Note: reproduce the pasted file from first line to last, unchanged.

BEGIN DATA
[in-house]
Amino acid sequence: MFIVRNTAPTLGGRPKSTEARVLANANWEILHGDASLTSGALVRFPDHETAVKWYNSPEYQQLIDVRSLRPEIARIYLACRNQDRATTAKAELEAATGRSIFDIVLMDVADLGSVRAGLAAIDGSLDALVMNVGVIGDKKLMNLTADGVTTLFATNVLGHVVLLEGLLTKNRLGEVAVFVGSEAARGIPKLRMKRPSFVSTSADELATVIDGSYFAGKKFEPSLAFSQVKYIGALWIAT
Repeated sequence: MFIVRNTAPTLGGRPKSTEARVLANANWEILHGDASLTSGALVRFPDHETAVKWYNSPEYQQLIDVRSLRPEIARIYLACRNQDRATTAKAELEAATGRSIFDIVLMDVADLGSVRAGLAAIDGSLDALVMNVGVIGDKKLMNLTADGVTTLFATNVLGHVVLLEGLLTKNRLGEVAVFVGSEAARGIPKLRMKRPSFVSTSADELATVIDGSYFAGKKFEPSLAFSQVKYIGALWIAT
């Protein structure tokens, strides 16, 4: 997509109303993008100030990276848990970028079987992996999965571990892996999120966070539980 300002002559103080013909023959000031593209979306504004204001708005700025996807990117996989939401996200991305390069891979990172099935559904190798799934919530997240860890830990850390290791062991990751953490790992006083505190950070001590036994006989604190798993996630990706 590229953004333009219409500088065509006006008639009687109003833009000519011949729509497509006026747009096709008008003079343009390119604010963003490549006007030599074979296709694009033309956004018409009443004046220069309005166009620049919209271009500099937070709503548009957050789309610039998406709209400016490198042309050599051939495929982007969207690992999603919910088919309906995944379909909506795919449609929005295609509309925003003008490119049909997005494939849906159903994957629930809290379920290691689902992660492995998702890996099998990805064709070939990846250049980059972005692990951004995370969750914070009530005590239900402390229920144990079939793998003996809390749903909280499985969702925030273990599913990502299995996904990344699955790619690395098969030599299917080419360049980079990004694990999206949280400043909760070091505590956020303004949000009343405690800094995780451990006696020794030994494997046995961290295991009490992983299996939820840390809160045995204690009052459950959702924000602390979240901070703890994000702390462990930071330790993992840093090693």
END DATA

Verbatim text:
[in-house]
Amino acid sequence: MFIVRNTAPTLGGRPKSTEARVLANANWEILHGDASLTSGALVRFPDHETAVKWYNSPEYQQLIDVRSLRPEIARIYLACRNQDRATTAKAELEAATGRSIFDIVLMDVADLGSVRAGLAAIDGSLDALVMNVGVIGDKKLMNLTADGVTTLFATNVLGHVVLLEGLLTKNRLGEVAVFVGSEAARGIPKLRMKRPSFVSTSADELATVIDGSYFAGKKFEPSLAFSQVKYIGALWIAT
Repeated sequence: MFIVRNTAPTLGGRPKSTEARVLANANWEILHGDASLTSGALVRFPDHETAVKWYNSPEYQQLIDVRSLRPEIARIYLACRNQDRATTAKAELEAATGRSIFDIVLMDVADLGSVRAGLAAIDGSLDALVMNVGVIGDKKLMNLTADGVTTLFATNVLGHVVLLEGLLTKNRLGEVAVFVGSEAARGIPKLRMKRPSFVSTSADELATVIDGSYFAGKKFEPSLAFSQVKYIGALWIAT
């Protein structure tokens, strides 16, 4: 997509109303993008100030990276848990970028079987992996999965571990892996999120966070539980 300002002559103080013909023959000031593209979306504004204001708005700025996807990117996989939401996200991305390069891979990172099935559904190798799934919530997240860890830990850390290791062991990751953490790992006083505190950070001590036994006989604190798993996630990706 590229953004333009219409500088065509006006008639009687109003833009000519011949729509497509006026747009096709008008003079343009390119604010963003490549006007030599074979296709694009033309956004018409009443004046220069309005166009620049919209271009500099937070709503548009957050789309610039998406709209400016490198042309050599051939495929982007969207690992999603919910088919309906995944379909909506795919449609929005295609509309925003003008490119049909997005494939849906159903994957629930809290379920290691689902992660492995998702890996099998990805064709070939990846250049980059972005692990951004995370969750914070009530005590239900402390229920144990079939793998003996809390749903909280499985969702925030273990599913990502299995996904990344699955790619690395098969030599299917080419360049980079990004694990999206949280400043909760070091505590956020303004949000009343405690800094995780451990006696020794030994494997046995961290295991009490992983299996939820840390809160045995204690009052459950959702924000602390979240901070703890994000702390462990930071330790993992840093090693």